On the flip side, the smallish travel agency, which caters to American-Chinese travelers visting mainland China, states that this is not the case. In a recent article it also states that:

About a year before the compliant was filed, in August, 2007, Intellife’s president and owner Faith Zhang received a seemingly routine letter from one of Intel’s outside lawyers, Raffi Zerounian, who wanted to learn more about what products or services the small firm markets under the Intellife name to determine whether Intel’s trademark was being damaged.

Apparently, Intel’s brand covers everything from luggage to golf balls. Who knew? This time Zhang decided to get his own lawyer, who sent a strongly worded defense of Intellife’s right to keep its name (the third embedded document below). Among his arguments were that the two companies don’t offer similar products or services,, their respective logos look nothing alike, there is no evidence any consumer was actually confused, and that marks need to be “viewed in their entirety, and not ‘dissected’ into components.”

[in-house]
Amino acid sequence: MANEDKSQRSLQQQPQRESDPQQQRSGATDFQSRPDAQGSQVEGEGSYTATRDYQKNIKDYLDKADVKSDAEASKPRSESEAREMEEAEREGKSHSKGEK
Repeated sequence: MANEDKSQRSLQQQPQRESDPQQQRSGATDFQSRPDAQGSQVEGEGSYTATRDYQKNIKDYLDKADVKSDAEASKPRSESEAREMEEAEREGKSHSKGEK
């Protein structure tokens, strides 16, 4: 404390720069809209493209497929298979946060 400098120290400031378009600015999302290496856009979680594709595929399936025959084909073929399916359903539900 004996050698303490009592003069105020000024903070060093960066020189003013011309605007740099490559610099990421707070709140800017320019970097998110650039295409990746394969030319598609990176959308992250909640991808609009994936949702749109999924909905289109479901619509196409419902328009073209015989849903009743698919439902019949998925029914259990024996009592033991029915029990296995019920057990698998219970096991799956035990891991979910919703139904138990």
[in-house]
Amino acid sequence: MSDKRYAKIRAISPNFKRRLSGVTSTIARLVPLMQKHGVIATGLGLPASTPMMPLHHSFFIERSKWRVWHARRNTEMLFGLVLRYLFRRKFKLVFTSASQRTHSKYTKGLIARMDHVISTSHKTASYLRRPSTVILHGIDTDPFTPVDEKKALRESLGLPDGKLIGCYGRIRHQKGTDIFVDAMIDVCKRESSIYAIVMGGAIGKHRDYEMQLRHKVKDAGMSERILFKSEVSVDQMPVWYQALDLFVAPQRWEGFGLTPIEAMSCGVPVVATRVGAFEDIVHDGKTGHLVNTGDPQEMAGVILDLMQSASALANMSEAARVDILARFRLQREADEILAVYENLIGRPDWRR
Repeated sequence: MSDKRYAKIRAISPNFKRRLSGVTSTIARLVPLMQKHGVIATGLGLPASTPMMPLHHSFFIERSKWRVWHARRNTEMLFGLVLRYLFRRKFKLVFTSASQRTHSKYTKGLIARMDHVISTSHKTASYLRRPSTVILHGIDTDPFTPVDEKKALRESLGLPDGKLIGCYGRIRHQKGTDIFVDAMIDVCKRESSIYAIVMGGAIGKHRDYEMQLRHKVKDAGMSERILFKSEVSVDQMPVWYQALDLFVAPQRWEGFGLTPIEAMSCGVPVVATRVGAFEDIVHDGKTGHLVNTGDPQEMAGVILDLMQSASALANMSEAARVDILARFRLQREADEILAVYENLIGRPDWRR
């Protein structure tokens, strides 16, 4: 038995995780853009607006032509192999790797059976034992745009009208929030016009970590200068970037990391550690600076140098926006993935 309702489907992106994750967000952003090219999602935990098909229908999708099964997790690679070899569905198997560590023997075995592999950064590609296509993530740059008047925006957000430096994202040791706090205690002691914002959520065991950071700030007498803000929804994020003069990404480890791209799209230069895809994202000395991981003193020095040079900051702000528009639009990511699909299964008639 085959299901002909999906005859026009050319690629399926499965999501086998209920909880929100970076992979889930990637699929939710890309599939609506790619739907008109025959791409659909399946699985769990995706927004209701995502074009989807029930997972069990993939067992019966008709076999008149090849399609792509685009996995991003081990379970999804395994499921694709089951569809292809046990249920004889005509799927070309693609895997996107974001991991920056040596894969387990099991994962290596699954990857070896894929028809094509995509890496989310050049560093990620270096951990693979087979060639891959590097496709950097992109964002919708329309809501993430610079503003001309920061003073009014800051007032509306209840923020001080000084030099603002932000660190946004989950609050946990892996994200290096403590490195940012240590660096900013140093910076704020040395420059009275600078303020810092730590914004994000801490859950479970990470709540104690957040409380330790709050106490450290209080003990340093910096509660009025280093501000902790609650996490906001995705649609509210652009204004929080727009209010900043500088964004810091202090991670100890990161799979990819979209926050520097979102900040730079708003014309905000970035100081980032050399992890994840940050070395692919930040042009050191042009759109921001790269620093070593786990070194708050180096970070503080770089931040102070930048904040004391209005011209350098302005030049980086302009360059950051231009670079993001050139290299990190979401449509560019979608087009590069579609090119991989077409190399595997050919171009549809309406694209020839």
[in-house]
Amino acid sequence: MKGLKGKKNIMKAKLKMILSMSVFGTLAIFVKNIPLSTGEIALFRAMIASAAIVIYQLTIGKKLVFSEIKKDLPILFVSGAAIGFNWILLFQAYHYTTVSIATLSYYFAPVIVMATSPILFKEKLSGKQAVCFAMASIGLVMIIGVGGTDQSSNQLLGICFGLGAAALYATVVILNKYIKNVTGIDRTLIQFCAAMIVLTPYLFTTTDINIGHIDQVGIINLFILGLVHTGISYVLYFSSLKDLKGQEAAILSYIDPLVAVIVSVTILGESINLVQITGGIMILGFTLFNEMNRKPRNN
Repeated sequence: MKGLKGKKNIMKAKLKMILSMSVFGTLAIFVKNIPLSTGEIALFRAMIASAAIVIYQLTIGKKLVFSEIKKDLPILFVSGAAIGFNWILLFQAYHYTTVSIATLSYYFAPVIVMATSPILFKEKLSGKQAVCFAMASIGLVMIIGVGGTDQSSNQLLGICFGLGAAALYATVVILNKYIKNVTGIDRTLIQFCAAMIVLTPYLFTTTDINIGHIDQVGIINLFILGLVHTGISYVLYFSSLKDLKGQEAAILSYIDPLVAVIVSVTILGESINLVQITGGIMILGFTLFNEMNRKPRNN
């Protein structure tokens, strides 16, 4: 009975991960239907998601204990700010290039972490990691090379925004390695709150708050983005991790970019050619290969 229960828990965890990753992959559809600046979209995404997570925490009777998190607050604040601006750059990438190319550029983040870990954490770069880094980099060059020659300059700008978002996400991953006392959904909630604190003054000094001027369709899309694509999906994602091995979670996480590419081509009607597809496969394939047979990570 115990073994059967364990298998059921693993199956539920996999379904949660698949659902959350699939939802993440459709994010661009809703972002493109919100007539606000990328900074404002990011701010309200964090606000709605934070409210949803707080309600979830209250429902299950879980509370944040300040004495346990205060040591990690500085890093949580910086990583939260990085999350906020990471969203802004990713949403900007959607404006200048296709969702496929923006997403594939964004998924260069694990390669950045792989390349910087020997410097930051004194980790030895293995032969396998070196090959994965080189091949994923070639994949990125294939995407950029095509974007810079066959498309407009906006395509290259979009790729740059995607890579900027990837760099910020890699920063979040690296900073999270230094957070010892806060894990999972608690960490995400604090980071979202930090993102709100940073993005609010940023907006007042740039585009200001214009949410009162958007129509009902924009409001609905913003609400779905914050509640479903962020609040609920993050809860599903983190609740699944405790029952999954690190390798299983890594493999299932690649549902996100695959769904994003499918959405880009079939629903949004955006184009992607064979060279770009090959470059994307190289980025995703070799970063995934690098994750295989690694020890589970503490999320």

In should be interesting to see how the courts rule. I recall when Linux maker Lindows had to change their name to Linspire after Microsoft sued. This could be the outcome in this case as well, since the name Intel is a part of the name.

What do you think?

Comments welcome.


Password Bird

One of the things that people sometimes have a hard time with is creating passwords. Any online account that you maintain is probably going to require you to use a password, so you better have a collection of good passwords that you can easily remember. If you think hard enough, you’ll eventually come up with some good passwords to use, but if you need some help, a little bird told me that you can use Password Bird to get some suggestions.